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Open Access Research article

Reassessment of the function of somatolactin alpha in lipid metabolism using medaka mutant and transgenic strains

Yuko Sasano, Asami Yoshimura and Shoji Fukamachi*

Author affiliations

Laboratory of Evolutionary Genetics, Department of Chemical and Biological Sciences, Japan Women’s University, Mejirodai 2-8-1, Bunkyo-ku, Tokyo, 112-8681, Japan

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Citation and License

BMC Genetics 2012, 13:64  doi:10.1186/1471-2156-13-64

Published: 24 July 2012



Somatolactin alpha (SLa) is a fish-specific peptide hormone secreted from the pituitary. In medaka, SLa functions to darken the skin color and lack of SLa makes it pale. Transcription of SLa is enhanced or suppressed when fish are kept in dark or bright conditions, respectively, indicating SLa’s important role in background acclimation of the skin color. Bizarrely, however, the lack of SLa seems to cause the additional defect of increased triglycerides in organs, which could not be rescued (decreased) by its overexpression.


To assess this enigmatic result, we investigated genetic (the SLa, Slc45a2, r, and Y genes) and nongenetic (age, fasting, water temperature, and background color) effects on hepatic triglycerides. These experiments found that percent hepatic triglycerides quickly change in response to external/internal environments. Effects of SLa seemed to be much less obvious, although it may increase the proportion of hepatic triglycerides at least during certain breeding conditions or under certain genetic backgrounds.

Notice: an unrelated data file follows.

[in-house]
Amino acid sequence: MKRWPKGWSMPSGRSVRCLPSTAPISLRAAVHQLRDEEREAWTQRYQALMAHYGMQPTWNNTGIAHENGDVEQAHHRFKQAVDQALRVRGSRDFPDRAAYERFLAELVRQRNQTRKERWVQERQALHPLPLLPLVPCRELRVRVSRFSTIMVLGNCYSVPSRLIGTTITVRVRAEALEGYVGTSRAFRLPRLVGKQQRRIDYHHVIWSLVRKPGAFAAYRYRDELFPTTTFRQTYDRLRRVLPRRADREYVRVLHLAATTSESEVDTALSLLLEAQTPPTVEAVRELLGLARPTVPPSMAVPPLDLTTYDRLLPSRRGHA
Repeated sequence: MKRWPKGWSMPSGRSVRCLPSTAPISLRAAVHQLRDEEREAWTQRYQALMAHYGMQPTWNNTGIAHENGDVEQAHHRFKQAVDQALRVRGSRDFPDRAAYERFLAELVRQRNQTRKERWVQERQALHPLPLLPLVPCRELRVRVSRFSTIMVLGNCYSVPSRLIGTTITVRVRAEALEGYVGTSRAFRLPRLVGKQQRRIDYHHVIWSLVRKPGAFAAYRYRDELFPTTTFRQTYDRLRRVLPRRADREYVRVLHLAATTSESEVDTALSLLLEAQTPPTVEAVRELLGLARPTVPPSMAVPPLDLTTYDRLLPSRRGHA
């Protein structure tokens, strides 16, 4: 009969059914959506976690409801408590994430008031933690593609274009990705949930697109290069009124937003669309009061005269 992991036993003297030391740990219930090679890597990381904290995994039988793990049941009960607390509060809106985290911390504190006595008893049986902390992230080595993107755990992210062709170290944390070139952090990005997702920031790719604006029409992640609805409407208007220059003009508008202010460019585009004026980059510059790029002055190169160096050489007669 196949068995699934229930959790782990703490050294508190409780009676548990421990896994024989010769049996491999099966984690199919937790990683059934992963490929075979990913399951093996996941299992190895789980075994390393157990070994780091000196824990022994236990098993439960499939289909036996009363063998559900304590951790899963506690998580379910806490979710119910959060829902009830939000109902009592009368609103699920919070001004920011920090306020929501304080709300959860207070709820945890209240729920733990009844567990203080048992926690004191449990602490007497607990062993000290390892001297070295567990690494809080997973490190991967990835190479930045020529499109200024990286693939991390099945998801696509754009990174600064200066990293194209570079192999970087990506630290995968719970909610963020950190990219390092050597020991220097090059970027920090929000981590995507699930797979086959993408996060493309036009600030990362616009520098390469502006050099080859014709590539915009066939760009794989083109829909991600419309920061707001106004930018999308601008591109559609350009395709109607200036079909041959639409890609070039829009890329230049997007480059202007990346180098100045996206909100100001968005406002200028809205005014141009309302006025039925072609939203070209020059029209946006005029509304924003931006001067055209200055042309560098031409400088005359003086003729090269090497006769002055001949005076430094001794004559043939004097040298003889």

The present results do not exclude the possibility that SLa takes part in lipid metabolism or other physiological processes. However, we suggest that skin-color regulation is the only definite role of SLa so far demonstrated in this species.

Somatolactin alpha (SLa); Medaka; Hepatic triglycerides; Pigmentation